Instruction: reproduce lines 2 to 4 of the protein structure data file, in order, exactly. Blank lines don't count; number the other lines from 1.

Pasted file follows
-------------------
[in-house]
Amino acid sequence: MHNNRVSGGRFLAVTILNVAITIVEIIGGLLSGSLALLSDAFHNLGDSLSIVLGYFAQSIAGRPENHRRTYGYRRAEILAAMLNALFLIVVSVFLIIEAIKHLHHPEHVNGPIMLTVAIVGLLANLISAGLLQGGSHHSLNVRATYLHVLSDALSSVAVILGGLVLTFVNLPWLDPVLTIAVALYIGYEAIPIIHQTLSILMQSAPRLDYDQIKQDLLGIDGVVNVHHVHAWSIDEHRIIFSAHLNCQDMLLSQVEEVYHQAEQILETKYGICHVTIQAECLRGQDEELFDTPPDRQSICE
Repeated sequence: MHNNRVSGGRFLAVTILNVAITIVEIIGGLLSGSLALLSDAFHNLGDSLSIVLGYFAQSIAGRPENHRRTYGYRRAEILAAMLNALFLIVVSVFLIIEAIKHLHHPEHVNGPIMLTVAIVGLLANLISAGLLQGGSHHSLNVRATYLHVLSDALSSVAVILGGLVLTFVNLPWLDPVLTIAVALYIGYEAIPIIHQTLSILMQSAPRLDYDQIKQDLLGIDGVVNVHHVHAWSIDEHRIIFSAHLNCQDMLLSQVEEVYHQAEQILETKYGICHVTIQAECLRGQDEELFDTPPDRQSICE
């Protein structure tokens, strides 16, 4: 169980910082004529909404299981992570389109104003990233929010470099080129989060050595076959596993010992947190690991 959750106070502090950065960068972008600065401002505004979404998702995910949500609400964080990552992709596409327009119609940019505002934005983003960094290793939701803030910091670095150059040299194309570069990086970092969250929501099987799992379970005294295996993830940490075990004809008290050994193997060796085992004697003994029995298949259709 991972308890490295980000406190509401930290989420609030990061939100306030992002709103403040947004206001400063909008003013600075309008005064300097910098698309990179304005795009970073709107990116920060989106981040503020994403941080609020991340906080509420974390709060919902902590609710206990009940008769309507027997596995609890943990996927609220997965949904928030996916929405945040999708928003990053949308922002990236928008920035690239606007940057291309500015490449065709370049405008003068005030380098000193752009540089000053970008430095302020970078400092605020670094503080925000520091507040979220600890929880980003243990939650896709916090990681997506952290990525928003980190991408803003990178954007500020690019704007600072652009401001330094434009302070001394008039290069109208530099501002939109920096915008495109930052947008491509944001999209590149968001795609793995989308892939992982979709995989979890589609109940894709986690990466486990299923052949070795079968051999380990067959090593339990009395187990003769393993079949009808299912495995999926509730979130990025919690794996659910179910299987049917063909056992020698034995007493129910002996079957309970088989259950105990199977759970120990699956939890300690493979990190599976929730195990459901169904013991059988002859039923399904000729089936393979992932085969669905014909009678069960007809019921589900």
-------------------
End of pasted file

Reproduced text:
Amino acid sequence: MHNNRVSGGRFLAVTILNVAITIVEIIGGLLSGSLALLSDAFHNLGDSLSIVLGYFAQSIAGRPENHRRTYGYRRAEILAAMLNALFLIVVSVFLIIEAIKHLHHPEHVNGPIMLTVAIVGLLANLISAGLLQGGSHHSLNVRATYLHVLSDALSSVAVILGGLVLTFVNLPWLDPVLTIAVALYIGYEAIPIIHQTLSILMQSAPRLDYDQIKQDLLGIDGVVNVHHVHAWSIDEHRIIFSAHLNCQDMLLSQVEEVYHQAEQILETKYGICHVTIQAECLRGQDEELFDTPPDRQSICE
Repeated sequence: MHNNRVSGGRFLAVTILNVAITIVEIIGGLLSGSLALLSDAFHNLGDSLSIVLGYFAQSIAGRPENHRRTYGYRRAEILAAMLNALFLIVVSVFLIIEAIKHLHHPEHVNGPIMLTVAIVGLLANLISAGLLQGGSHHSLNVRATYLHVLSDALSSVAVILGGLVLTFVNLPWLDPVLTIAVALYIGYEAIPIIHQTLSILMQSAPRLDYDQIKQDLLGIDGVVNVHHVHAWSIDEHRIIFSAHLNCQDMLLSQVEEVYHQAEQILETKYGICHVTIQAECLRGQDEELFDTPPDRQSICE
């Protein structure tokens, strides 16, 4: 169980910082004529909404299981992570389109104003990233929010470099080129989060050595076959596993010992947190690991 959750106070502090950065960068972008600065401002505004979404998702995910949500609400964080990552992709596409327009119609940019505002934005983003960094290793939701803030910091670095150059040299194309570069990086970092969250929501099987799992379970005294295996993830940490075990004809008290050994193997060796085992004697003994029995298949259709 991972308890490295980000406190509401930290989420609030990061939100306030992002709103403040947004206001400063909008003013600075309008005064300097910098698309990179304005795009970073709107990116920060989106981040503020994403941080609020991340906080509420974390709060919902902590609710206990009940008769309507027997596995609890943990996927609220997965949904928030996916929405945040999708928003990053949308922002990236928008920035690239606007940057291309500015490449065709370049405008003068005030380098000193752009540089000053970008430095302020970078400092605020670094503080925000520091507040979220600890929880980003243990939650896709916090990681997506952290990525928003980190991408803003990178954007500020690019704007600072652009401001330094434009302070001394008039290069109208530099501002939109920096915008495109930052947008491509944001999209590149968001795609793995989308892939992982979709995989979890589609109940894709986690990466486990299923052949070795079968051999380990067959090593339990009395187990003769393993079949009808299912495995999926509730979130990025919690794996659910179910299987049917063909056992020698034995007493129910002996079957309970088989259950105990199977759970120990699956939890300690493979990190599976929730195990459901169904013991059988002859039923399904000729089936393979992932085969669905014909009678069960007809019921589900």